Neither professional curiosity, or respectful uncertainty are clearly defined or even acknowledged within the codes of conduct for nurses, doctors or allied health professionals. Furthermore, this concept appears not to be acknowledged in national policies for all people working with CYP. There appears to be a serious gap in the guidance for HSCP’s practice.
Supporting one another to be professionally curious
Professional curiosity cannot be discussed without recognising its direct relationship with inter-agency working. A recurrent theme in literature and SCRs is that a lack of inter-agency work can limit the benefits of effective professional curiosity (Brandon et al, 2020; Thacker et al, 2019). As Thacker et al (2019) point out, the two are of equal importance; one without the other is less than the sum of its parts. This is exemplified in SCRs where silo-working within and between agencies has led to broken down communication channels and information not reaching agencies who may have identified an issue that others had not perceived as such (Brandon et al, 2020). Essentially the chance to pursue an instinct through the vehicle of professional curiosity was missed.
Burton and Revell (2016, 2018), Thacker et al (2019) and DoH (2020) all identify complex behaviors that can act as barriers to effective professional curiosity. Behaviors from HSCPs include “confirmation bias”, which refers to subconsciously confirming one’s own view, “over-optimism”, which is wanting to belief a more positive truth or “willful blindness”, which is failure to explore a sign or instinct. Other behaviours include “normalisation”, when staff become de-sensitised to certain behaviours or red flag signs, and “knowing but not knowing” which refers to not having the evidence to back up an instinct.
Furthermore, CYP and families/carers may show “disguised compliance” whereby they appear to be co-operating with HSCPs, while hiding concerning behaviors and distracting from chances to be professionally curious. The scope of this article does not allow for a deeper exploration into these areas, but effective inter-agency working is one step to overcoming such barriers. As Thacker et al (2019) make clear, inter-agency working results in improved collation of holistic information, a clearer picture of events and so increases HSCP’s confidence to respectfully question any doubts both to families and other professionals.
Role of the clinic
The CYP diabetes clinic is a perfect set up for inter-agency working with CYP and their families, especially where Trusts practice with a mix of consultants, nurse specialists, psychologists, and dietitians in the room. These teams are also in the unique position of working both in acute services and within the community, thus creating opportunities to develop communication channels across agencies. Where Trust practice involves the nurse specialist reviewing injection sites in a separate room, there is an opportunity for the CYP to express any concerns or feelings they feel unable to do so in the company of their parents/carers. Clinic consultation is a complicated process, however, and the way we communicate is pivotal to enabling a collaborative, person-centred experience for people living with diabetes. As Odiase at al (2021) describe, there is a need to balance the “science” of information gathering, with the “art” of creating a care plan in partnership with CYP and their families. It is well understood that the language used in clinic has a far-reaching impact in terms of building or destroying the rapport with a CYP and their family, and their ability to manage the condition (Lloyd et al, 2018; Phillips et al, 2021).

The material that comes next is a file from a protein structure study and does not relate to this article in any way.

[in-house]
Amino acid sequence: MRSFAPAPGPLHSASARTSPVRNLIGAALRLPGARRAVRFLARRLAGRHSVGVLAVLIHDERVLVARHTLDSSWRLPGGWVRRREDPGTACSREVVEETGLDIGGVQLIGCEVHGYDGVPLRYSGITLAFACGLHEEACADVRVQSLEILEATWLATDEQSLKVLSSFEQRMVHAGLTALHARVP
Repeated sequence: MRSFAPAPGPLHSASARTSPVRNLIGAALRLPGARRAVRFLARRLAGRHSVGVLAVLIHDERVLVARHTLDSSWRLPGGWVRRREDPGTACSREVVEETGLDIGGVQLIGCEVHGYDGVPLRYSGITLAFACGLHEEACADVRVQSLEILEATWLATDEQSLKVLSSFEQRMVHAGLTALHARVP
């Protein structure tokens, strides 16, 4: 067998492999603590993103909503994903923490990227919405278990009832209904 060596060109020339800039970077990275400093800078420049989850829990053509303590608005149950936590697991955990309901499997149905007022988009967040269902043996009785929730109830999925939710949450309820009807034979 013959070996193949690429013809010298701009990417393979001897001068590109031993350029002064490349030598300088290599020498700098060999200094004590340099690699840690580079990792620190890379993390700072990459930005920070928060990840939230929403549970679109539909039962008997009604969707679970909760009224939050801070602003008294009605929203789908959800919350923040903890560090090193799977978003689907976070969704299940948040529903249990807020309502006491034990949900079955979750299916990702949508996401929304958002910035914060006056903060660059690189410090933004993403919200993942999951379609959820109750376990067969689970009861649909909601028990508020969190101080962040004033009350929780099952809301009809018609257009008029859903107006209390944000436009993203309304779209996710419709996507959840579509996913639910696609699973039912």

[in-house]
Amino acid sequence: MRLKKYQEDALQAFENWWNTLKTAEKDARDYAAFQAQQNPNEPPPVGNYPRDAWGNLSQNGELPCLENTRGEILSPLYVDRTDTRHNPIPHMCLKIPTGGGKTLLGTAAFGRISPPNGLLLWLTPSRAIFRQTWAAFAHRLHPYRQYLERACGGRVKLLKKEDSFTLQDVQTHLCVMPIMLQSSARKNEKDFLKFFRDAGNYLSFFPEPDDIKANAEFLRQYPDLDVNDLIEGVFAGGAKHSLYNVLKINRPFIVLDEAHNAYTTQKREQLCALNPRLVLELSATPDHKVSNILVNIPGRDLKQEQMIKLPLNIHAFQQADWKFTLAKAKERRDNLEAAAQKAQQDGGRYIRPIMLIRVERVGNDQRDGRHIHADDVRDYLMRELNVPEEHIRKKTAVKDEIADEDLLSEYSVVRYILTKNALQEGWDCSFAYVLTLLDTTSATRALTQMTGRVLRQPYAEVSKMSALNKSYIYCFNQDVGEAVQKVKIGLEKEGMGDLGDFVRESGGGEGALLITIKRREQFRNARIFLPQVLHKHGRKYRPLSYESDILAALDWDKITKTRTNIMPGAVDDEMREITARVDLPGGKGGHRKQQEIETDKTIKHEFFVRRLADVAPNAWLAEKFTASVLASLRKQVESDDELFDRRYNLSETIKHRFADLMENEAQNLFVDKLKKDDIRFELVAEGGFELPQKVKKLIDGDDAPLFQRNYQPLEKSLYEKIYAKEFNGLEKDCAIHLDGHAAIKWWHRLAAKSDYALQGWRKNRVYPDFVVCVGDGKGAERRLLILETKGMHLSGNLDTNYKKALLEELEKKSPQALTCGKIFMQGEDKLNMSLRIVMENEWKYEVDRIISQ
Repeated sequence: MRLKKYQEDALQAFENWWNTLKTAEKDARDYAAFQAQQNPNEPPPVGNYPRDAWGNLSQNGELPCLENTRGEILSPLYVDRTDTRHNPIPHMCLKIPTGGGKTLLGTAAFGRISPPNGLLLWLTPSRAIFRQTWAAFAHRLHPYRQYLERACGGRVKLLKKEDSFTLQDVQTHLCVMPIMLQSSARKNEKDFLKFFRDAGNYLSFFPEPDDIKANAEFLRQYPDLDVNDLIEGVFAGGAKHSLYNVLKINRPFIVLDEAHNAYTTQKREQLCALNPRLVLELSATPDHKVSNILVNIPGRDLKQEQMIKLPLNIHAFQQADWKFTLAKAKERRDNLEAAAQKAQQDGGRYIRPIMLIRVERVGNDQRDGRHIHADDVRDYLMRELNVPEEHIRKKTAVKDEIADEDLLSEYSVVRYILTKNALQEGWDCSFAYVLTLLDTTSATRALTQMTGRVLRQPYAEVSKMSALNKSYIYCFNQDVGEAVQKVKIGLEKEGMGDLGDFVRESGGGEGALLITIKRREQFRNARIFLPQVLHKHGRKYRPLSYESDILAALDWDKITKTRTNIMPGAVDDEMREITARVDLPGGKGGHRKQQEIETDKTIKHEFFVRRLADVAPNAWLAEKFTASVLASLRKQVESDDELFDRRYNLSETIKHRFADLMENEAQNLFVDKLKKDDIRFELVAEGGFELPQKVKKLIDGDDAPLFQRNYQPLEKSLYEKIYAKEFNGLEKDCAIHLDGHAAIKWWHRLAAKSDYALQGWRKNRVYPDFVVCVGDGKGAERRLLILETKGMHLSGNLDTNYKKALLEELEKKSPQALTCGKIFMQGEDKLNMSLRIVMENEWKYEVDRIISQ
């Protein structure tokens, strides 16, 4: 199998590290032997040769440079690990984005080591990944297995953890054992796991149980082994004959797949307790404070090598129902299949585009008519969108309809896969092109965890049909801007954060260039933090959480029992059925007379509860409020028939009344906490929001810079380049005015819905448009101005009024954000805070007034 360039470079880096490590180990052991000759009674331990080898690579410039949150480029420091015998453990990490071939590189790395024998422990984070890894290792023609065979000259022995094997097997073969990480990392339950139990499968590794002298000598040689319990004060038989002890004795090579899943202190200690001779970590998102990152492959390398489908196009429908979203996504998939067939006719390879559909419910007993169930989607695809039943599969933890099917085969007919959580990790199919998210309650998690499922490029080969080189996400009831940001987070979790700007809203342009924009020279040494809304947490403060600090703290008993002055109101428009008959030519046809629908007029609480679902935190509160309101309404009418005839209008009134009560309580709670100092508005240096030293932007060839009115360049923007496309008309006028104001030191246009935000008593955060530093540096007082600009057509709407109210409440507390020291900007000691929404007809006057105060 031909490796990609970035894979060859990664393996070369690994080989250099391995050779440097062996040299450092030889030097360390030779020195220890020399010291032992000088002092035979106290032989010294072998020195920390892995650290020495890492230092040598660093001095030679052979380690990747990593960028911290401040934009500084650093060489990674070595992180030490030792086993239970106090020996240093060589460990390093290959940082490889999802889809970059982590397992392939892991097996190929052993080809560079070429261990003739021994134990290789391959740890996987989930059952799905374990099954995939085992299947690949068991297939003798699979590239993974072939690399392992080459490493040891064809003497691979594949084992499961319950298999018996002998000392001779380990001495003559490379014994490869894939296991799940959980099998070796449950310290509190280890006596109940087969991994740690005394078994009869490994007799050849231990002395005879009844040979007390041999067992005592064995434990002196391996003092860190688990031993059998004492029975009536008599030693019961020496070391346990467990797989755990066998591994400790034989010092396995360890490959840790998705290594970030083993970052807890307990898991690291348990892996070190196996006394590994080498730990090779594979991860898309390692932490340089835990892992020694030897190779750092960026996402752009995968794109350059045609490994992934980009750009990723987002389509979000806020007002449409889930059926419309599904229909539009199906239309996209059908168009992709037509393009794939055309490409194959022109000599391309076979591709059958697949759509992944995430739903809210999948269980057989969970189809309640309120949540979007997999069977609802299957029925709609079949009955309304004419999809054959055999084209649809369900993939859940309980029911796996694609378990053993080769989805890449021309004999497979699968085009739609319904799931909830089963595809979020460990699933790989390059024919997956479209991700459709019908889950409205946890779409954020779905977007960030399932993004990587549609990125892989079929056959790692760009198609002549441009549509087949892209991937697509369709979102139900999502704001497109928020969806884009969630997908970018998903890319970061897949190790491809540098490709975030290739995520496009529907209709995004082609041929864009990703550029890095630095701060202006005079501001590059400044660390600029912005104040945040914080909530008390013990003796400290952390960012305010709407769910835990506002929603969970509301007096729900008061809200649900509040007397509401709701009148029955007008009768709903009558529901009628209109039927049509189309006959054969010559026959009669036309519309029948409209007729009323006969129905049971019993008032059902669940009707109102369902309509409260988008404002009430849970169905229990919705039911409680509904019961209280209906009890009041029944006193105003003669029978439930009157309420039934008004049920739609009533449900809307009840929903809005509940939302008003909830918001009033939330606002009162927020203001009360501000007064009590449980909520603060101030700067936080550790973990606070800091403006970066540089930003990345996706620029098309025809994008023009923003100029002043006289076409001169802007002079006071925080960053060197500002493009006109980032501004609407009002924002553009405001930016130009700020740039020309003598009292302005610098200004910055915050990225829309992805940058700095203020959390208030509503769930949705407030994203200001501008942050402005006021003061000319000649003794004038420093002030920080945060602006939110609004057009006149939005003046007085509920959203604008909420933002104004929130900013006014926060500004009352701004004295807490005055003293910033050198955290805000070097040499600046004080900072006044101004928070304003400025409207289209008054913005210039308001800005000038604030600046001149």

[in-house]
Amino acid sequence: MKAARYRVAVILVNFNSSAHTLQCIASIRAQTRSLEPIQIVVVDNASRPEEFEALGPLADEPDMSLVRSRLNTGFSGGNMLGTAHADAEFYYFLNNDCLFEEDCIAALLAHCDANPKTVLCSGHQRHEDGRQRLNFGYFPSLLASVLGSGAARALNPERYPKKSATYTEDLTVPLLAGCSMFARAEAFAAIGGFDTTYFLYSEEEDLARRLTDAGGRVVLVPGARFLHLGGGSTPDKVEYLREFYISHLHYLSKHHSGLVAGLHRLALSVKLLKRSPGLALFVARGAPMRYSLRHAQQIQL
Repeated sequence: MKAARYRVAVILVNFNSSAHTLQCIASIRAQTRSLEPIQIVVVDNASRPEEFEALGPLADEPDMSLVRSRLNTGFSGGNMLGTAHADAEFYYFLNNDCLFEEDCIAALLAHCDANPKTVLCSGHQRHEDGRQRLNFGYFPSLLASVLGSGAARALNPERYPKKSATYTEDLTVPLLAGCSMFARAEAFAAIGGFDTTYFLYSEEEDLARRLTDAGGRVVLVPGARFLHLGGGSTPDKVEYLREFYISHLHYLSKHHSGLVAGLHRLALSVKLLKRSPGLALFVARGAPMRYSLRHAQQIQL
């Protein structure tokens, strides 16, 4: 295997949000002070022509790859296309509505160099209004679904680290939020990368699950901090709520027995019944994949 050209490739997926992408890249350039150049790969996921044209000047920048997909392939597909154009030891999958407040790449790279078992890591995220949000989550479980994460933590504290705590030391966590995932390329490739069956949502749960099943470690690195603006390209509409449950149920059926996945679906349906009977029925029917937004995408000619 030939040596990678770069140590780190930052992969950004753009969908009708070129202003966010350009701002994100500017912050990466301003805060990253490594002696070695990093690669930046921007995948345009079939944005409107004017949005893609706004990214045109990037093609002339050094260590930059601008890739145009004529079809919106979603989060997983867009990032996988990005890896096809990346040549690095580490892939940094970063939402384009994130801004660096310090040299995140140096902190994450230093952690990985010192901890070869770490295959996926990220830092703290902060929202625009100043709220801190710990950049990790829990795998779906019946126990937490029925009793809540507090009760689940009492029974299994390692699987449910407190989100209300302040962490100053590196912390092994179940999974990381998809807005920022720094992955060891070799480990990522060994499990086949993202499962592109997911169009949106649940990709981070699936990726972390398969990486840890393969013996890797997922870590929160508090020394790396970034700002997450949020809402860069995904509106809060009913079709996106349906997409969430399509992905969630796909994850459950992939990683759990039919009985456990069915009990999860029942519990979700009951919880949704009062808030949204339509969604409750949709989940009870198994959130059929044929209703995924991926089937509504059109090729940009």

Hence, it is no surprise that another barrier to practicing professional curiosity is that HSCPs are fearful of ruining existing positive relationships with CYP and their families. Burton and Revell (2018) explore the notion of “tension” during encounters between HSCP and CYP and their families. They identify the emotional toll on HSCPs when inquiries are met with hostility and resistance from family members; it is easier to retain a positive relationship and move away from any topics causing tension. Yet, as Kashdan et al (2013) argue, feeling tense and uncomfortable are all integral to being curious and exploring darker issues. It seems these feelings are inherent to effective professional curiosity. In fact, analysis of SCRs suggest that an already positive relationship between HSCPs and CYP and their families will withstand any tense moments in a consultation, and that good relationships with families are the primary driver for protective practice (Brandon et al, 2020). This further emphasises the important role of the diabetes clinic as a place for exploring any safeguarding risks and the need for professional curiosity to be embedded in consultations.